Wednesday, 10 February 2021 08:55

Local methane inhibitor trial underway

Written by  Sudesh Kissun
Jeremy Hill says Fonterra wants to see how Bovaer could work in NZ cows that are predominantly grass fed. Jeremy Hill says Fonterra wants to see how Bovaer could work in NZ cows that are predominantly grass fed.

A new methane inhibitor showing promising results overseas is now being trialed in New Zealand with the backing of Fonterra.

The Bovaer feed additive, developed by global science company DSM, has reduced methane emissions from cows by over 30% in non-pasture-based farming systems in Europe.

Fonterra chief science & technology officer Jeremy Hill says the co-operative wants to validate how Bovaer could work in New Zealand cows that are predominantly grass fed.

“We also see this as an opportunity to further accelerate our global leadership in low-carbon dairy products to create more value for our New Zealand milk.

“Fonterra is working closely with DSM New Zealand to ensure that any innovation is well tested and can easily be distributed and used by our farmers.”

 Global programme head for DSM Nutritional Products Mark van-Nieuwland told Rural News that DSM expects Bovaer to be commercially launched in NZ in the coming years.

It is under registration in other parts of the world.

“This is one reason Fonterra committed to this collaboration; to ensure New Zealand is in a leading position to roll out this technology for the farmer owners,” he says.

Two weeks ago, DSM announced between 27% and 40% methane reductions in a trial conducted with the Dutch dairy giant Friesland Campina, Wageningen Dairy Campus and three Dutch feedmills.

In December, a collaboration with Finnish dairy producer Valio was also announced.

“And in December, we reported on the largest and most extensive trial on methane inhibitors for beef...during the trial itself we saved nearly 1,500 tons of carbon dioxide emissions,” van-Nieuwland says.

While results from initial studies overseas have shown promise in non-pasture-based farms, more research is needed to understand the level of methane reduction that can be achieved on New Zealand farms.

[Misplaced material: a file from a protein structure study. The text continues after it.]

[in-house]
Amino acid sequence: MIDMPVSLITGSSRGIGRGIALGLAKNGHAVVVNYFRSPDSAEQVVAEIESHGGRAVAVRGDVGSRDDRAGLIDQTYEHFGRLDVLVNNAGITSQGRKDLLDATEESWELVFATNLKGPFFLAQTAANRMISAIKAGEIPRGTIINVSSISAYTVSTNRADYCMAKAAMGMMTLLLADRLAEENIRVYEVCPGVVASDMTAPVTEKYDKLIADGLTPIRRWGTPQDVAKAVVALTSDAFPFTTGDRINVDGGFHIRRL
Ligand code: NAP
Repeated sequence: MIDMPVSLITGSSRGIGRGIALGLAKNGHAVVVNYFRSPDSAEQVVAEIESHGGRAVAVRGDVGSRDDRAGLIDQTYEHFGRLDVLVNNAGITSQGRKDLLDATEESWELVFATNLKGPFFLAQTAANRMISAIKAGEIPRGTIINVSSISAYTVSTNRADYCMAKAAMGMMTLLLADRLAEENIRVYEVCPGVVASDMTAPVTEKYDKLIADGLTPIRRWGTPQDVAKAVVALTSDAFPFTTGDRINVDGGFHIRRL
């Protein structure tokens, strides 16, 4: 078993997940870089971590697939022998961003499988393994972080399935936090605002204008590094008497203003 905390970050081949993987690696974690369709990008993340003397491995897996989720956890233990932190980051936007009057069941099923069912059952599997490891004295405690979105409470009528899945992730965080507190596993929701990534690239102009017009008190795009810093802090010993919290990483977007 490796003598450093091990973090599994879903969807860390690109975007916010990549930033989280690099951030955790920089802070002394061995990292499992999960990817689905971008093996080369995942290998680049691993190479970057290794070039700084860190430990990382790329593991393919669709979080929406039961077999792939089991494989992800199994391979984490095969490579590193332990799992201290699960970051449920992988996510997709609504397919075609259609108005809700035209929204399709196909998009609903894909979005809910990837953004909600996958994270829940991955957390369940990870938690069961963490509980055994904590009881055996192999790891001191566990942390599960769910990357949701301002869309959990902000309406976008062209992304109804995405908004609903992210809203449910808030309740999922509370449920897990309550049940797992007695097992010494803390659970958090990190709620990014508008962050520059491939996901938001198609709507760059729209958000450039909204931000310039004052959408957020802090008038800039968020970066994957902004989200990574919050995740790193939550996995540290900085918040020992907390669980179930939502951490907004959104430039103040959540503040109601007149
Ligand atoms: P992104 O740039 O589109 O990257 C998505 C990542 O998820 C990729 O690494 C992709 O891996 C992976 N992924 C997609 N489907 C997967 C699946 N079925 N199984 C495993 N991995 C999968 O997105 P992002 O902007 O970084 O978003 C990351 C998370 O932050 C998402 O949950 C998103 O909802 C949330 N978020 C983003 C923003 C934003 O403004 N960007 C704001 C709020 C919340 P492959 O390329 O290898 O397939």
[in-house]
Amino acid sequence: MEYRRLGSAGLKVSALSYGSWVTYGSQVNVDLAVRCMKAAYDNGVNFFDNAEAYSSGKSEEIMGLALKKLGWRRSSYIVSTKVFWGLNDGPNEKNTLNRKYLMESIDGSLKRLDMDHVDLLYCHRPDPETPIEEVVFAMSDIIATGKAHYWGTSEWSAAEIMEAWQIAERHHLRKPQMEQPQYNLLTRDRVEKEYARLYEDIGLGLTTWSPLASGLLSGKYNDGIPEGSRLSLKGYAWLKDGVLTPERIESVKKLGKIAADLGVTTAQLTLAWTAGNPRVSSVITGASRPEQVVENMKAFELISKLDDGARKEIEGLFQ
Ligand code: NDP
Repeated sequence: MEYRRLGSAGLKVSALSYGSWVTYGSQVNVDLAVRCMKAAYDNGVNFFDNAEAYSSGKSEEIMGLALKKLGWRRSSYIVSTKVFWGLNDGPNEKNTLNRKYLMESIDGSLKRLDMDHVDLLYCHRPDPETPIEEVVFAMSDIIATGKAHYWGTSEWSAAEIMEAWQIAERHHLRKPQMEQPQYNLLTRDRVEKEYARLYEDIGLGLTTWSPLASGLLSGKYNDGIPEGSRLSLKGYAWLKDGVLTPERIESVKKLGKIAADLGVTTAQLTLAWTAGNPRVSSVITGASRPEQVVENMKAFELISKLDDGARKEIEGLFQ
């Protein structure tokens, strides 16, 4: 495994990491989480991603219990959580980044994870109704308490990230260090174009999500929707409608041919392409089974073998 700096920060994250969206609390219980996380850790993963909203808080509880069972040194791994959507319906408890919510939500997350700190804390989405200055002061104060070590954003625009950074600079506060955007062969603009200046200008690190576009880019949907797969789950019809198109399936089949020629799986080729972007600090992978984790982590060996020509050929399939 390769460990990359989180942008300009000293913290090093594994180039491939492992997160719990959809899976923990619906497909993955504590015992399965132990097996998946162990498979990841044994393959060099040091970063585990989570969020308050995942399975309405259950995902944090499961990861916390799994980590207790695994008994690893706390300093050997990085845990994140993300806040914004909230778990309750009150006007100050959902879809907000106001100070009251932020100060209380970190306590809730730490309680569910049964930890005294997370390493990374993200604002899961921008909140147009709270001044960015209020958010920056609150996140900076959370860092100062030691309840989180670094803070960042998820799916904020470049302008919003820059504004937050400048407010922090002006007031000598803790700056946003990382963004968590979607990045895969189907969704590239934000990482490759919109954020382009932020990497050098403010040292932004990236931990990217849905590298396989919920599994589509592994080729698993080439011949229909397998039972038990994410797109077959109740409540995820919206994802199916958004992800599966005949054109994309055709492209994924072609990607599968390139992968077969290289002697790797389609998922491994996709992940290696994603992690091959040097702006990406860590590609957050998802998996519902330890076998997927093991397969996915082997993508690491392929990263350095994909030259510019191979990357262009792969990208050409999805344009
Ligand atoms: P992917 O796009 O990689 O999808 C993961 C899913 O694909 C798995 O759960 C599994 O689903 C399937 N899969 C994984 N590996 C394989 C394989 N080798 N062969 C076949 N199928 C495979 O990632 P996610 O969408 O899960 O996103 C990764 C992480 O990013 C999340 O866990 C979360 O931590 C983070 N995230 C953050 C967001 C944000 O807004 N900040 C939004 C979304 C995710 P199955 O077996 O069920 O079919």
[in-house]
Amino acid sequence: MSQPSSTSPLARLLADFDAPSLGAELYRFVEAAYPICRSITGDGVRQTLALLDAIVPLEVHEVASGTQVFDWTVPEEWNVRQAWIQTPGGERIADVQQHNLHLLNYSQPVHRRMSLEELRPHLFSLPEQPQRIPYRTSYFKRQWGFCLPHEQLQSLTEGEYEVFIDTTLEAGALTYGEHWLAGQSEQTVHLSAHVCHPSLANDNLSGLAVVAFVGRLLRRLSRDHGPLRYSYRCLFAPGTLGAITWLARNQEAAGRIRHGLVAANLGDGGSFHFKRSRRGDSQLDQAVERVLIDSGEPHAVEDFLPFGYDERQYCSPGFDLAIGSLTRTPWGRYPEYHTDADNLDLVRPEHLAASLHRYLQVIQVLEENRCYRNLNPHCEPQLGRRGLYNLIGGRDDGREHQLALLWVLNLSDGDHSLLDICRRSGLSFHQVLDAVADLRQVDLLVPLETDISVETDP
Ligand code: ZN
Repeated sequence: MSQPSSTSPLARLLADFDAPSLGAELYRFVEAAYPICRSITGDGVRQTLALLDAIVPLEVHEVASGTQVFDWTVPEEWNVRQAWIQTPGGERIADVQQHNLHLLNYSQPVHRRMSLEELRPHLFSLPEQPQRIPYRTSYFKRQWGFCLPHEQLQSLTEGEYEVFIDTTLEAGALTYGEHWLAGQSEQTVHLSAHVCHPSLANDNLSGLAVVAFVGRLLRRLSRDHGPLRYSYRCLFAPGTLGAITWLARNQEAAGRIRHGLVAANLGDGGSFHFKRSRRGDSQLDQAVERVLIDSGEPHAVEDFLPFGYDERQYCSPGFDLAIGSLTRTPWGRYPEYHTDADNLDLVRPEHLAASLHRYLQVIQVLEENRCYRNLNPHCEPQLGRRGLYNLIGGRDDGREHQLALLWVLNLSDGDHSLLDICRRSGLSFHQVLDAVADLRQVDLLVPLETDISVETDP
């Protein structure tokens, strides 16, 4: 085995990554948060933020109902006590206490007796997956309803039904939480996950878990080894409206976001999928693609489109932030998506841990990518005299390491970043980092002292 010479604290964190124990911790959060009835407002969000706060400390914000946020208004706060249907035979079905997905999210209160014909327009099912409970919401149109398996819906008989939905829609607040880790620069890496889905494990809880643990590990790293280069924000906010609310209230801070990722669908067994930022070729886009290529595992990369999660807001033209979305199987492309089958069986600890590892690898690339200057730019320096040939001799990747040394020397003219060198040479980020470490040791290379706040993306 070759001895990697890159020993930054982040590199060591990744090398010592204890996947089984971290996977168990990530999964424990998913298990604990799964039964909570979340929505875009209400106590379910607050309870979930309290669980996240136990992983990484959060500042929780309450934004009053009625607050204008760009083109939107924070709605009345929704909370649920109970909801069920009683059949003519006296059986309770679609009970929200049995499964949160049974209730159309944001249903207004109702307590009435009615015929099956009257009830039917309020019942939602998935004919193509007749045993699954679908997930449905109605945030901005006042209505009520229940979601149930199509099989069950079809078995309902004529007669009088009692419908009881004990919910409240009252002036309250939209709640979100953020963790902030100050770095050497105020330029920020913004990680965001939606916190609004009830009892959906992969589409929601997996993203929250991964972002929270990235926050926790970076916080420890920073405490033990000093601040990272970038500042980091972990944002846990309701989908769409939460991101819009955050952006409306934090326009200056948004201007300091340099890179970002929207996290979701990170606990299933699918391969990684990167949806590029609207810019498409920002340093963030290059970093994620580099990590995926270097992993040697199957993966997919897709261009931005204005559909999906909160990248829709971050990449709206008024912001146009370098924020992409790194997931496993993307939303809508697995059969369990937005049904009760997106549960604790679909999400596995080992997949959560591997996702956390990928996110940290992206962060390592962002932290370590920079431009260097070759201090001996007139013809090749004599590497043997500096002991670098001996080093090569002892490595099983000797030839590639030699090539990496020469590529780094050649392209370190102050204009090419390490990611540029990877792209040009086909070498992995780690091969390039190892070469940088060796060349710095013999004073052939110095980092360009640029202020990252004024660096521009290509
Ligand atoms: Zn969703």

Van-Nieuwland says testing is now underway with Fonterra to confirm this for New Zealand.

Asked about the cost of Bovaer, van-Nieuwland says successful methane mitigation solutions need to be cost-effective and easily adopted by farmers, and able to be counted against NZ’s greenhouse gas inventory.

“Commercial viability of the product will depend on the value to farmers of methane reduction and the ease of using the product compared to other potential mitigation strategies,” he explains.

“We are well aware of these considerations, and we believe we are on track to deliver against those.”

New Zealand dairy farms are acknowledged as having the lowest carbon footprint in the world among major milk producers. Recent analysis done by AgResearch, released last month, showed that New Zealand retains its outstanding position in low-emission dairy milk production, with an on-farm carbon footprint 46% less than the average of 18 countries studied.

Fonterra admits that biological emissions from cows are a major contributor to the country’s overall emissions.

Fonterra group director Farm Source Richard Allen says that finding a solution to the methane challenge requires more than just the hard graft farmers are putting in.

“We need to find a breakthrough in reducing emissions from cows and Bovaer could provide exactly that. This work with DSM is an exciting opportunity for the co-op.”

Nieuwland says DSM is proud to be in collaboration with Fonterra.

“Both companies have worked together for many years, and it’s a pleasure to extend this to the field of sustainability and climate change,” he says.

“With Fonterra, we have an important partner to potentially commercialise Bovaer in New Zealand and globally. We look forward to combining our expertise and passion.”

What is Bovaer?

According to DSM, Bovaer is a feed additive for cows and other cattle and ruminants - such as sheep and goats.

The production has been researched and developed over ten years by DSM. The company claims that just a quarter teaspoon of Bovaer per cow per day reduces enteric methane emission by approximately 30%.

DSM has filed the feed ingredient for commercial registration under the trade name Bovaer around the world. It is also working with partners from the dairy and beef value chain to prepare for the product's market introduction.

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